Asked about the monarchy, Prince Harry said his aim was to ‘modernise’ it. Not that any royal wanted to be king or queen, he said, but they would ‘carry out [their] duties at the right time. We are not doing this for ourselves but for the greater good of the people.’ It sounds as if he thinks he is doing us a favour.
The question of one’s communal obligations was first raised in the West in Homer’s Iliad (8th century bc). In a dangerous assault on the Greek camp, King Sarpedon, an ally of the Trojans from Lycia (S.E. Turkey), explained to his cousin Glaucus the reason for risking their lives in this way. He began by asking the crucial question: why in Lycia were they looked up to as gods, and given the best of everything? As a quid pro quo, he went on, for confronting the inferno of battle, which the Lycians agreed made them worth their privileges and concomitant glory. True, if they were immortal, they would not engage in such (pointless) activity. But since they were not, ‘and a thousand demons of death hover over us, which no mortal can escape’, then in they must go and risk everything to win victories to boast of — or die.
In other words, for all that men looked up to Sarpedon as a god in life, it was the inescapability of his mortality that drove him to risk death to win the only immortality open to men — eternal post mortem glory. This became a benchmark statement about the relationship between hero and community.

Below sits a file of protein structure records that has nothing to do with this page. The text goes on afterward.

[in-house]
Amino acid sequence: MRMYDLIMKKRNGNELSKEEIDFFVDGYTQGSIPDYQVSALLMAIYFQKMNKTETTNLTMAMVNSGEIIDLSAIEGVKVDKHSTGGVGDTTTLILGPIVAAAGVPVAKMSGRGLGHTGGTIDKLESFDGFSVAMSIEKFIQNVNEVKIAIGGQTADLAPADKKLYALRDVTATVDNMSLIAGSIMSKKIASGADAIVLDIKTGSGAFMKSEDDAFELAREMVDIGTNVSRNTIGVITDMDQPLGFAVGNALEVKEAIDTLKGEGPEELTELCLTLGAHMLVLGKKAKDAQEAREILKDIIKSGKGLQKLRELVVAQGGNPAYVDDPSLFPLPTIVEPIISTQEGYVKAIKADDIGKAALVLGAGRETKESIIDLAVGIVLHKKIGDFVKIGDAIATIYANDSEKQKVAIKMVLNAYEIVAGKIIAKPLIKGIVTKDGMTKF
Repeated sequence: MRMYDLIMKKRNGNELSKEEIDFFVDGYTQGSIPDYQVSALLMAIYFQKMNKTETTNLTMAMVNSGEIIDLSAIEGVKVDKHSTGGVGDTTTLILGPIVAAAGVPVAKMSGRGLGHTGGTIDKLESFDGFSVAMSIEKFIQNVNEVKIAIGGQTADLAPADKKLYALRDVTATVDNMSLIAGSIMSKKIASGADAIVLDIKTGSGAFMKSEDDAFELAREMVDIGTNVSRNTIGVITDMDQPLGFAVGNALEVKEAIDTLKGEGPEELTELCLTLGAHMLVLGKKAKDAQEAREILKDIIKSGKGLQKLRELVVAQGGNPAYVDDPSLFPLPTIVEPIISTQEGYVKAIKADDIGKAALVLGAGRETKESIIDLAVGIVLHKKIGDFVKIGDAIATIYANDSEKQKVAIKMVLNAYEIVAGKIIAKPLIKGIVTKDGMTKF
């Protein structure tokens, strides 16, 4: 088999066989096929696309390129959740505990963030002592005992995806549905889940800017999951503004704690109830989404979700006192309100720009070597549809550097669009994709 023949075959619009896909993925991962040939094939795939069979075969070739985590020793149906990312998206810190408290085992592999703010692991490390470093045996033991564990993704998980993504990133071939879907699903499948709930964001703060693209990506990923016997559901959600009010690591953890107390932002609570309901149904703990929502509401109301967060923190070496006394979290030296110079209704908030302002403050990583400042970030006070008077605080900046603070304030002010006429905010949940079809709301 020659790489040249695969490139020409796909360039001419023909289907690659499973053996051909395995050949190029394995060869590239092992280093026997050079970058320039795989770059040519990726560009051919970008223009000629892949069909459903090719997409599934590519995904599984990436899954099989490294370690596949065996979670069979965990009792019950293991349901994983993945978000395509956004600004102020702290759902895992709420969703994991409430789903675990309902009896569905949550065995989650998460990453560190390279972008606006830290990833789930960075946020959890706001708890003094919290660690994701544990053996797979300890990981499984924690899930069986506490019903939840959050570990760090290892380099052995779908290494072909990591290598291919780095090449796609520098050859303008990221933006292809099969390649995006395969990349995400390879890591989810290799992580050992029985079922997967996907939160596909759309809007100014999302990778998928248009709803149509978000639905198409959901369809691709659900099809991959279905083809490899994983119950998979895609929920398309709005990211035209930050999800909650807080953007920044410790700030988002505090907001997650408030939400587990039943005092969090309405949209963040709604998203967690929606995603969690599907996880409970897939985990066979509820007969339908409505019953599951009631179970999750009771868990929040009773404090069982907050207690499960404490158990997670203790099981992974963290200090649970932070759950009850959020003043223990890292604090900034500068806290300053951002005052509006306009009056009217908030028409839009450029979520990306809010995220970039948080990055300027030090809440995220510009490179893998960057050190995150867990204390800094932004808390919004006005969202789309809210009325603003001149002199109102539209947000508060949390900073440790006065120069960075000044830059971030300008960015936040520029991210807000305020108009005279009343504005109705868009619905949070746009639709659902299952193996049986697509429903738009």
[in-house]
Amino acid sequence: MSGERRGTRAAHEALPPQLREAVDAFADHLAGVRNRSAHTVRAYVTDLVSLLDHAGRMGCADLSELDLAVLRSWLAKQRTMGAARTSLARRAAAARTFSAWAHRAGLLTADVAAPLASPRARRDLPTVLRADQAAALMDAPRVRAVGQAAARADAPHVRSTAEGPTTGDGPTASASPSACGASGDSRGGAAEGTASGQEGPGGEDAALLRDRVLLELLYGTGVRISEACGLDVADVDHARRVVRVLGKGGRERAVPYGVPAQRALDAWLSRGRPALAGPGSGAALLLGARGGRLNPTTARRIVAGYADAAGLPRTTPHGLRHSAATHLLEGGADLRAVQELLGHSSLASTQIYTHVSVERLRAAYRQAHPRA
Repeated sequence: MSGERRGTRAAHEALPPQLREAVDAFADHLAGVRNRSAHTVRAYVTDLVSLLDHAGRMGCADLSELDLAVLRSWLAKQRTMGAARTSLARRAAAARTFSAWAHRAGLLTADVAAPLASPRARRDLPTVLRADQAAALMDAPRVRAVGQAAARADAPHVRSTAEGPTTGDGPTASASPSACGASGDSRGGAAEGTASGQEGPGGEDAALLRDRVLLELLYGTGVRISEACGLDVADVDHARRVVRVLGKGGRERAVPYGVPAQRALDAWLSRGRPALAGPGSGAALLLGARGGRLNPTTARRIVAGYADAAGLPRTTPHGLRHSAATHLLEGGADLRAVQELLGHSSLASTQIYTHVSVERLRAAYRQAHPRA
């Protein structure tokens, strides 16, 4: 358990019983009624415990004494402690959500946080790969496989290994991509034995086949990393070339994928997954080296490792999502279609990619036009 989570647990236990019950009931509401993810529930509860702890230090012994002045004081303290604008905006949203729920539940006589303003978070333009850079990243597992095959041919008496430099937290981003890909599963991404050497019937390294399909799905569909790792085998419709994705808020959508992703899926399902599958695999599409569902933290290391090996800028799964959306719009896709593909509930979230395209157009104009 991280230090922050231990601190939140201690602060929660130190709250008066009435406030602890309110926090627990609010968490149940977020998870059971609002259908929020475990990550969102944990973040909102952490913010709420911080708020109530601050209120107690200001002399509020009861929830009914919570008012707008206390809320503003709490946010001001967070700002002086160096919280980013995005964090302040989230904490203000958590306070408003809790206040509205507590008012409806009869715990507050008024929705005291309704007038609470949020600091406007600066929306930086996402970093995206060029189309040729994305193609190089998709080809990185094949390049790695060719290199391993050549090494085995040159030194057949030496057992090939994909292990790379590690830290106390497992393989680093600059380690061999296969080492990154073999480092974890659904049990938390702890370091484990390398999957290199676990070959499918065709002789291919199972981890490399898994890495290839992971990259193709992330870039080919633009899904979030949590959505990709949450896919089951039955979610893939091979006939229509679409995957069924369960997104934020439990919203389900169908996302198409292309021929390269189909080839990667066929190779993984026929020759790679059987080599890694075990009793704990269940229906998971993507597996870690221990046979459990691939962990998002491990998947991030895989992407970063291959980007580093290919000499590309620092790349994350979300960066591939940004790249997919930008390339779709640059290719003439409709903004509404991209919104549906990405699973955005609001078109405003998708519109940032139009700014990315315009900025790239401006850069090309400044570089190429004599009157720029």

In the 1st century bc, the Roman statesman Cicero recalibrated the argument for peacetime. It was, he contended, greatness of spirit and love of justice that qualified one for that true gloria which every upper-class Roman desired. This, he argued, could be won just as much in peace as in war, through a commitment to honestas — the integrity that, by identifying one’s personal interests with those of the state, gained the respect, goodwill and admiration of the whole community.
So Prince Harry might consider whether his interest in ‘modernising the monarchy’ will be seen as quid pro quo sufficient to merit a glorious reputation in the eyes of the community that bestows so many privileges upon him — or not.